Alpine, Rock, Miniature, Bonsai and Railroad Gardens

Showing 57–64 of 117 results

  • Edraianthus tenuifolius syn. Wahlenbergia tenuifolius Grassy bells Z 5-8

    Clusters of upfacing blue-purple bells in June, with a base of grassy foliage.

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    Clusters of upfacing blue-purple bells in June, with a base of grassy foliage.

    Size: 4” x 8”
    Care: sun to part shade in well-drained soil
    Native: Dalmatia in southern Austria (Balkans)

    Introduced to gardens by M. Fröbel of Zurich who sent it to Kew Botanical Garden where it flowered in 1819. The name Edraianthus comes from Greek meaning “without a stalk.” Tenuifolius means “slender leaved.”

  • Engelmannia peristenia syn. E. pinnatafida Engelmann’s Daisy Z 4-8

    Clusters of golden-yellow daisy-like flowers, May-August, over an evergreen rosette

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    Clusters of golden-yellow daisy-like flowers, May-August, over an evergreen rosette

    Size: 18-36” x 15-18”
    Care: full sun in well-drained soil. Drought tolerant.
    Native: South central US
    Wildlife Value: Attracts birds for the seeds, Bees & butterflies for nectar/pollen. Rabbit resistant.

    First published in 1840 by Nuttal/Gray.  Named for George Engelmann (1809-1884) who was born in Germany and settled in St. Louis, Missouri, as a young man. He was a physician and botanist.  When he died much of his collection went to Missouri Botanical Garden.

  • Erigeron aureus Alpine yellow fleabane Z 5-8

    White hairs cover frosted-looking basil leaves making this worthy of any garden even without flowers, but then its school bus yellow daisies flower from spring through fall.

    $8.25/pot

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    White hairs cover frosted-looking basil leaves making this worthy of any garden even without flowers, but then its school bus yellow daisies flower from spring through fall.

    Size: 3-4” x 3”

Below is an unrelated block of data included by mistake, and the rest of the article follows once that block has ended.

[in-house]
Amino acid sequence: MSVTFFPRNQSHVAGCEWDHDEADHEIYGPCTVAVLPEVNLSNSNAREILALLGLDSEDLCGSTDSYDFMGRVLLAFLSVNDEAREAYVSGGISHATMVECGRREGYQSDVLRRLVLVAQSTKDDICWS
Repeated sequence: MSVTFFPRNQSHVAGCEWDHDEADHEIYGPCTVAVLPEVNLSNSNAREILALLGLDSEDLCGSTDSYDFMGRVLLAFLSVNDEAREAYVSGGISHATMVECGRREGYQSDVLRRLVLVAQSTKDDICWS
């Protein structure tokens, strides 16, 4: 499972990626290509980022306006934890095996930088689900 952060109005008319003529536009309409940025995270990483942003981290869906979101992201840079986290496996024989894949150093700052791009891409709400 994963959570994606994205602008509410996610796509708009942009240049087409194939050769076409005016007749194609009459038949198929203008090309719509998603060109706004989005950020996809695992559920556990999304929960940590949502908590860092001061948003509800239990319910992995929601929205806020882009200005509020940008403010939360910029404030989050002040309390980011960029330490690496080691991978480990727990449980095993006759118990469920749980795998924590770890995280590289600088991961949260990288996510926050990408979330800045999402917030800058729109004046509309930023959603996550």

Care: sun in moist well-drained to well-drained soil
    Native: Cascade Mountains from Alberta to State of Washington
    Wildlife Value: attracts bees, butterflies and birds

    1st described in literature in 1884.

  • Erigeron compositus Cutleaf daisy, Dwarf mountain fleabane Z 3-8

    Petite daisies with cushion-shaped grey, woolly leaves

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    Cushion shaped plant with wooly grey leaves topped by small bluish, pink or white rays like a daisy with a yellow center. Flowers in June-July.

    Size: 6” x 6-12”
    Care: sun to part shade in well-drained soil.
    Native: all of western No. America from prairies to alpine slopes.

    Thompson Indians from British Columbia chewed on the plant then spit on sores to remedy skin ailments. They also made a decoction of the plant, mixed with any weeds for broken bones. 1st collected by Meriwether Lewis in 1806 near Lewiston Idaho. Erigeron comes from Greek er meaning “spring” and geron for “old man” due to some of these species having white downy hair like an old man, in spring.

  • Eryngium maritimum Sea holly Z 5-8

    Mounds of showy, frosted, holly-like foliage

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    Mounds of showy, frosted, holly-like foliage with conspicuous silver veins and prickly leaf margins with round, steel-blue thistles blooming in late summer.  Grow at the front of the garden or in a rock garden.

    Size: 8" x 8"
    Care: sun in well-drained to moist well-drained soil. Drought tolerant